Creating a Rule of Life, pt 1

I have been pulling together materials for a curriculum, in part, to teach and develop small group leaders in our church.  A piece of that lesson series is about the development of a Rule of Life.  One of the writers who is helping to frame my thoughts on the Rule is Debra K. Farrington.  She’s a writer, educator, and spiritual director.  I’ve also been influenced in understanding the Rule of Life as a practice over the years by writers Adele Calhoun, Richard Foster, Dwight Judy, and Marjorie Thompson.

According to Adele Calhoun, rules help us live toward what we most want.  We live by rules, whether we acknowledge them or not.  In fact, most of the rules we live by are unconscious.  Some might say that our rules are implicit rather than explicit.  When we’re asked a question about an implicit rule–why do you go to church on the weekends, for example–we wake up to the rhythms we’ve kept; we might inspect them, we might change them.

The Rule of Life is simple way of talking about what we most want, who we want to be, and how we will go about pursuing that vision.  It aides us in focusing on all our parts, not just our “spiritual” selves.  Most Rules have some language about work, rest, and play for example.  And the word Rule shouldn’t worry you.  It can be substituted by any of the following: way of life, practice of life, means of life.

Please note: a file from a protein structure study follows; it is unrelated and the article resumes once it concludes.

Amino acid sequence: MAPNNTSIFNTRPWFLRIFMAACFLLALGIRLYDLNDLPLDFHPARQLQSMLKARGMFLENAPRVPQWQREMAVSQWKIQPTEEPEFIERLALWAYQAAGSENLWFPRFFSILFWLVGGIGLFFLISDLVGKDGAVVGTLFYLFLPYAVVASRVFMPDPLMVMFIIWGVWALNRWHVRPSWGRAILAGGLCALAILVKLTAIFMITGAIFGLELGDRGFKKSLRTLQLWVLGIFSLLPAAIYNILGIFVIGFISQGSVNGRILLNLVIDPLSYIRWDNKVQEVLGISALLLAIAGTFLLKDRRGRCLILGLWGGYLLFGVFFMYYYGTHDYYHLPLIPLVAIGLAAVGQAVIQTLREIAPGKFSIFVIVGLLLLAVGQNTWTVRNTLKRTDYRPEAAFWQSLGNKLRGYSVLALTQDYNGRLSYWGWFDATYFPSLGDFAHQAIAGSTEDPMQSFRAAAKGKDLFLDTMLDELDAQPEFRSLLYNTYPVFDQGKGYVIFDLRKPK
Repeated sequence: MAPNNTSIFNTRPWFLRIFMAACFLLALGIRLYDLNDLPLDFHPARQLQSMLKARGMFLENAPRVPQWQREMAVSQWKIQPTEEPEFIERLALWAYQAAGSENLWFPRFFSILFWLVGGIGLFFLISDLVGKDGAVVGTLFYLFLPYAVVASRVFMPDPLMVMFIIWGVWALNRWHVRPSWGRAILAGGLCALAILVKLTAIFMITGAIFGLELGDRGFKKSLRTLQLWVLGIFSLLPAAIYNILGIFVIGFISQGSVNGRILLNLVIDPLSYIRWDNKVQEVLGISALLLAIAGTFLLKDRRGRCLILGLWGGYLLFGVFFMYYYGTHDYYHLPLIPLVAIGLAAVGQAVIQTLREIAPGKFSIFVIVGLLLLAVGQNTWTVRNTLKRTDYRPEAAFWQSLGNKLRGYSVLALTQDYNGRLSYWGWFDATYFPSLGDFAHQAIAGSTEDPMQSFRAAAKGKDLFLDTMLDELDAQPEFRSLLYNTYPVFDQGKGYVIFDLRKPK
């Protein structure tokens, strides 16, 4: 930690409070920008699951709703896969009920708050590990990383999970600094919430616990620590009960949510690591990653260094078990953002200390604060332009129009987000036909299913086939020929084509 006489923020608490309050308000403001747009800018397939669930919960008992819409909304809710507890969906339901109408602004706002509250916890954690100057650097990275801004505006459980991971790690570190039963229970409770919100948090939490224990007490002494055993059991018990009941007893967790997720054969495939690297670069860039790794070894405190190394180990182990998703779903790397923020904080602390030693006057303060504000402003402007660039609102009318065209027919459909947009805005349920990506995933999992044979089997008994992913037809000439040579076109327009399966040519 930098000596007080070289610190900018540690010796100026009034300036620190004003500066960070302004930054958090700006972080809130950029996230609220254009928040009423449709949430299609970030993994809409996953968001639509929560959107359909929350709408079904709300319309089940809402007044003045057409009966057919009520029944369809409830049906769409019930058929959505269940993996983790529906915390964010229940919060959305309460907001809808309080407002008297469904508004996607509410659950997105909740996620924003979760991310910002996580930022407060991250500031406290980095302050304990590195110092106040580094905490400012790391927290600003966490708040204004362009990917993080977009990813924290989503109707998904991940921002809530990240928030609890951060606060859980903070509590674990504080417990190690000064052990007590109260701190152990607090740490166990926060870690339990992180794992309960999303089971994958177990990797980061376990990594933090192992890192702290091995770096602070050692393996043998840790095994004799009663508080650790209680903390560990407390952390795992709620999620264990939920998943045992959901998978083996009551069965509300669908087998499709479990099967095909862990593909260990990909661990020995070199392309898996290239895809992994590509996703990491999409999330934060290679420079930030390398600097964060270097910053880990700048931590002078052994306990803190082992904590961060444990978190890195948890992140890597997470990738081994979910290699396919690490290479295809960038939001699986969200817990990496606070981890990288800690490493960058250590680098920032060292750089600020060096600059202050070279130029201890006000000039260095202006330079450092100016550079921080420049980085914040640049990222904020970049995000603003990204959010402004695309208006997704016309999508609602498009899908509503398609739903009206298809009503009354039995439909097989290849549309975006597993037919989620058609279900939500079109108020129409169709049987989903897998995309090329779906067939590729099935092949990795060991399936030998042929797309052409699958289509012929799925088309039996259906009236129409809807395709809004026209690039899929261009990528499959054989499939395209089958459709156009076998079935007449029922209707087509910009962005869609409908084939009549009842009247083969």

I think of a Rule as a container of practices.  It is the statement that contains what practices, over a period of time, we’ll observe in an effort to respond to Love.  A Rule is a statement of things we’ll do, attitudes we’ll cultivate or intentionally be aware of, as we relate to a loving God.

Over the next several weeks, I’ll write a brief post using Farrington’s categorical outline for the components of the Rule of Life.  As part of these posts–or the background of them–I’m revising my own Rule.  I invite you to join me.


  1. Yes, I’ve been rethinking the church attendance thing. After 39 years at the same church, I’m wondering if I should keep doing what I’ve been doing. It used to work, but it doesn’t any more. That makes me so sad.



    1. Dkzody, I missed this comment somehow. I apologize.

      But you’re definitely on to something. Church or religion or spirituality working is a thick thing because it’s hard to know what working means. We have a sense of it, but the idea of it accomplishing something is hard for me.

      I’m thinking more these days that church working means our being increasingly open to Mystery, open to not having our expectations of God met. God is so much bigger than our conceptions, so if the conversation is about religion (what we do), it’s one thing. If it’s about God working (who God is and what God does), well, God may often choose to act outside of those thoughts, expectations, and boxes of ours. I think there’s more of that in world history then less.

      I hope you begin to see your thoughts as prayers, even partial prayers, because God is interested in what you’re considering.



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